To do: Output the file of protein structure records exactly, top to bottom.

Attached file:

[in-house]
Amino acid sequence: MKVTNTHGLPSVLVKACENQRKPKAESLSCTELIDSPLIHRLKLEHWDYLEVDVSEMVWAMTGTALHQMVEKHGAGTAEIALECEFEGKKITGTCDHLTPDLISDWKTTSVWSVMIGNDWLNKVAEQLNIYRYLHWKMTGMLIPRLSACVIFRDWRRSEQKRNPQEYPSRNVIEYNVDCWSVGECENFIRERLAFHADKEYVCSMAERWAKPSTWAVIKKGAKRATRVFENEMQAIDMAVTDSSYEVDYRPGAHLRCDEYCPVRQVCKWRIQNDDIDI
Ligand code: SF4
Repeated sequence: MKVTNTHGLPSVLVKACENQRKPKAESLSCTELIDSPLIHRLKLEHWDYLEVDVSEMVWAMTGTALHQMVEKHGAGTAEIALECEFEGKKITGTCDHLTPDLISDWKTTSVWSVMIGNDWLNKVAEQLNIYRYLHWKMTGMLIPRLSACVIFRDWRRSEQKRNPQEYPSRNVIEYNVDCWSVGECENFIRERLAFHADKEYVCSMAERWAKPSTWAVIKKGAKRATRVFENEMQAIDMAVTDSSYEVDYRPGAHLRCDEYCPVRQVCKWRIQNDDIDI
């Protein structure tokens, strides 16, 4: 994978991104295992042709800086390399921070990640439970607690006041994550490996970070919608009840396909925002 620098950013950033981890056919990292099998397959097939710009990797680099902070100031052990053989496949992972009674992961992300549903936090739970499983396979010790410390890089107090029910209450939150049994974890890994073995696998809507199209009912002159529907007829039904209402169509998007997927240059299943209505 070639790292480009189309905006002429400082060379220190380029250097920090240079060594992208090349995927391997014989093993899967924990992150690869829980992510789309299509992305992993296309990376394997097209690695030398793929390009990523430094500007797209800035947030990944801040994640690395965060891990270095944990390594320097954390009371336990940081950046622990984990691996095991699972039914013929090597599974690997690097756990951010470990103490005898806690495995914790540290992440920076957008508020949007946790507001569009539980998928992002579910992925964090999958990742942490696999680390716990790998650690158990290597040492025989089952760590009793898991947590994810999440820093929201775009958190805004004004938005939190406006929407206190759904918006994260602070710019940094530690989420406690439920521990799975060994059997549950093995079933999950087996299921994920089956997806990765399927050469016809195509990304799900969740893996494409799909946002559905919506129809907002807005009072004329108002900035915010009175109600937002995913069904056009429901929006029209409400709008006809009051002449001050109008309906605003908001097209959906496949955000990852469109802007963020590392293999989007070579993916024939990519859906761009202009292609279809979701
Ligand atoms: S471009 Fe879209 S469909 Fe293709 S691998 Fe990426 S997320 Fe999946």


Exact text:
[in-house]
Amino acid sequence: MKVTNTHGLPSVLVKACENQRKPKAESLSCTELIDSPLIHRLKLEHWDYLEVDVSEMVWAMTGTALHQMVEKHGAGTAEIALECEFEGKKITGTCDHLTPDLISDWKTTSVWSVMIGNDWLNKVAEQLNIYRYLHWKMTGMLIPRLSACVIFRDWRRSEQKRNPQEYPSRNVIEYNVDCWSVGECENFIRERLAFHADKEYVCSMAERWAKPSTWAVIKKGAKRATRVFENEMQAIDMAVTDSSYEVDYRPGAHLRCDEYCPVRQVCKWRIQNDDIDI
Ligand code: SF4
Repeated sequence: MKVTNTHGLPSVLVKACENQRKPKAESLSCTELIDSPLIHRLKLEHWDYLEVDVSEMVWAMTGTALHQMVEKHGAGTAEIALECEFEGKKITGTCDHLTPDLISDWKTTSVWSVMIGNDWLNKVAEQLNIYRYLHWKMTGMLIPRLSACVIFRDWRRSEQKRNPQEYPSRNVIEYNVDCWSVGECENFIRERLAFHADKEYVCSMAERWAKPSTWAVIKKGAKRATRVFENEMQAIDMAVTDSSYEVDYRPGAHLRCDEYCPVRQVCKWRIQNDDIDI
């Protein structure tokens, strides 16, 4: 994978991104295992042709800086390399921070990640439970607690006041994550490996970070919608009840396909925002 620098950013950033981890056919990292099998397959097939710009990797680099902070100031052990053989496949992972009674992961992300549903936090739970499983396979010790410390890089107090029910209450939150049994974890890994073995696998809507199209009912002159529907007829039904209402169509998007997927240059299943209505 070639790292480009189309905006002429400082060379220190380029250097920090240079060594992208090349995927391997014989093993899967924990992150690869829980992510789309299509992305992993296309990376394997097209690695030398793929390009990523430094500007797209800035947030990944801040994640690395965060891990270095944990390594320097954390009371336990940081950046622990984990691996095991699972039914013929090597599974690997690097756990951010470990103490005898806690495995914790540290992440920076957008508020949007946790507001569009539980998928992002579910992925964090999958990742942490696999680390716990790998650690158990290597040492025989089952760590009793898991947590994810999440820093929201775009958190805004004004938005939190406006929407206190759904918006994260602070710019940094530690989420406690439920521990799975060994059997549950093995079933999950087996299921994920089956997806990765399927050469016809195509990304799900969740893996494409799909946002559905919506129809907002807005009072004329108002900035915010009175109600937002995913069904056009429901929006029209409400709008006809009051002449001050109008309906605003908001097209959906496949955000990852469109802007963020590392293999989007070579993916024939990519859906761009202009292609279809979701
Ligand atoms: S471009 Fe879209 S469909 Fe293709 S691998 Fe990426 S997320 Fe999946």